Sunday, September 07, 2008

FIA Bias

After watching the nail-biting finsih to today's Belgian Grand Prix I was very disappointed to learn that Lewis Hamilton was stripped of his win after a Stewards Enquiry, especially in light of the fact that the Stewards decided against penalising Ferrari for the incident in the last race. This isn't the first time that the cynic in me has come to the conclusion that the FIA is biased in favour of Ferrari, and I'm inclined to agree with Jeremy Clarkson's comment in this month's issue of Top Gear when he noted [about the German Grand Prix] that as per usual the car prepared by the team with the most money won.

1 comment:

Gareth P said...

Finally an important topic for debate on your blog JP ;-)

The first question I would ask is that if it hadn't been Hamilton penilised would you still disagree with the Stewards decision?

My feeling is that whilst the judgement was certainly harsh Hamilton did himself no favours. The law regarding chicanes is (unsuprisingly) more than a little vague. It refers to the driver gaining an advantage and whilst Hamilton had no choice but to cut it because of the line Kimi took I would be hard pushed to say that he gained no advantage taking this line.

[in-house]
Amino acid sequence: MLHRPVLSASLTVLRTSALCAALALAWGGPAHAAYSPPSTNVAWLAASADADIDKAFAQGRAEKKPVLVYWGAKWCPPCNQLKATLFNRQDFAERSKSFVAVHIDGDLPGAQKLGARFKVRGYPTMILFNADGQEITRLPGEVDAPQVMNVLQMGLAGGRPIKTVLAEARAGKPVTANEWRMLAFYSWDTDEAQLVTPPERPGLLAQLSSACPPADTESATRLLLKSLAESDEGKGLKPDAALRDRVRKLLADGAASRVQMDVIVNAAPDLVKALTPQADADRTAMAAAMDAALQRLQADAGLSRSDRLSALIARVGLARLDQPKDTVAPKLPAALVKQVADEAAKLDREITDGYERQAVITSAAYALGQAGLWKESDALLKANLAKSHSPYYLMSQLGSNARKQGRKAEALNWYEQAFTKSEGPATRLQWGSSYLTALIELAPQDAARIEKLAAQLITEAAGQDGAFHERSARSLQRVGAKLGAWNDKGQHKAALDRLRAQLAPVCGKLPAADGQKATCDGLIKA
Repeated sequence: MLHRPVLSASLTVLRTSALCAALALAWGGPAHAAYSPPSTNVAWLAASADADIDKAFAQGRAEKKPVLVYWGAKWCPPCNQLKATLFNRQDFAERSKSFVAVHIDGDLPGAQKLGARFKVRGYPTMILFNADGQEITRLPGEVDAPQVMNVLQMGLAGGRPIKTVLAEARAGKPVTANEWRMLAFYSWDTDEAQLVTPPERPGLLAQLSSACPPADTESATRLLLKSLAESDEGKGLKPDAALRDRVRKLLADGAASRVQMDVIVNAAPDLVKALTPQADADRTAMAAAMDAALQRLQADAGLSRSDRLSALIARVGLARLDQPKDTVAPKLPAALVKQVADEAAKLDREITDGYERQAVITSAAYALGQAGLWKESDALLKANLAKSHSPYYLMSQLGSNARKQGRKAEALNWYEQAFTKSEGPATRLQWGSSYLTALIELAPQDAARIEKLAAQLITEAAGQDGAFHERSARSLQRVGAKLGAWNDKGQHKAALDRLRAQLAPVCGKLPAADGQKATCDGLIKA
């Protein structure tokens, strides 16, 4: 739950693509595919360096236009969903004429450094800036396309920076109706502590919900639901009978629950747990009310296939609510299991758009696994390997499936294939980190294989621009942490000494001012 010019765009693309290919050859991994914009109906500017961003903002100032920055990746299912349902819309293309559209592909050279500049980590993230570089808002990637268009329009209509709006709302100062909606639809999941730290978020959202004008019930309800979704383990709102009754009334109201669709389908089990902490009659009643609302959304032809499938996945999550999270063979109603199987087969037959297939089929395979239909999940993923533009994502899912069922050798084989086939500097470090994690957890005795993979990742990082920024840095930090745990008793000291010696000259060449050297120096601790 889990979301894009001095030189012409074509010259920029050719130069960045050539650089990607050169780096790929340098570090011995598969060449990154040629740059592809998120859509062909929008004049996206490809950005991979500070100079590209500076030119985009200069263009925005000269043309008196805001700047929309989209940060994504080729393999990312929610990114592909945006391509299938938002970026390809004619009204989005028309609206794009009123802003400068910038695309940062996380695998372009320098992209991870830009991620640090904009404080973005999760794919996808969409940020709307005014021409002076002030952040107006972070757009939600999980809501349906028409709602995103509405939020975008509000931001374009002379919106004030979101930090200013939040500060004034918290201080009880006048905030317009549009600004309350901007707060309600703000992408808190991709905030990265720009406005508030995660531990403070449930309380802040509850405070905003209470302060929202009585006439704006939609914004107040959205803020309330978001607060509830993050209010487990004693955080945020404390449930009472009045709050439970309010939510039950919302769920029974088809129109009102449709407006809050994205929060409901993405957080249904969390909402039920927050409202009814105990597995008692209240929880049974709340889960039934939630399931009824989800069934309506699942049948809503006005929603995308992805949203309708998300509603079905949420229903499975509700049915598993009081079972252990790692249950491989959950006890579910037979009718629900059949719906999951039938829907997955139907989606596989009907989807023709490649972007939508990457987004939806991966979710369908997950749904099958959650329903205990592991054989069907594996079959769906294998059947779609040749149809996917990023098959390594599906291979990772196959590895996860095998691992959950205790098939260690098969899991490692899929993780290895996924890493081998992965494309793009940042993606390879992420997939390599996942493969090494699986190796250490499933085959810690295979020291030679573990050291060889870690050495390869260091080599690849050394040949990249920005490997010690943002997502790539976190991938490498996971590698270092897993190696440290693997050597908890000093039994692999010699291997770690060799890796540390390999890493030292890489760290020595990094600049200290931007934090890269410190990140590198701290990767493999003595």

Had Lewis backed off just a fraction more and passed Kimi later on the subsequent lap (as I have no doubt he would've) rather than the first corner after the Bus Stop then he would've given the stewards enough to say he gained no advantage.

I have to admit I rather found myself in the Graham Poll postion. He famously said that when he saw Lampard's 'winning' goal in extra time against Portugal in Euro 2004 he knew it would be disallowed before the decision was made. When I saw the incident live this weekend I rather thought Hamilton's celebrations were premature.

Unfortunately I think it was the best part of Hamilton's racing pedigree - the fact that he is a natural born racer and competitor who wants to pass at the first opportunity - than has counted against him. As I said, had he given the stewards a little more evidence that no advantage was gained we wouldn't be discussing the incident.

As for the FIA being in Ferrari's pocket - it would take a braver man than me to say that although I accept you may have a point...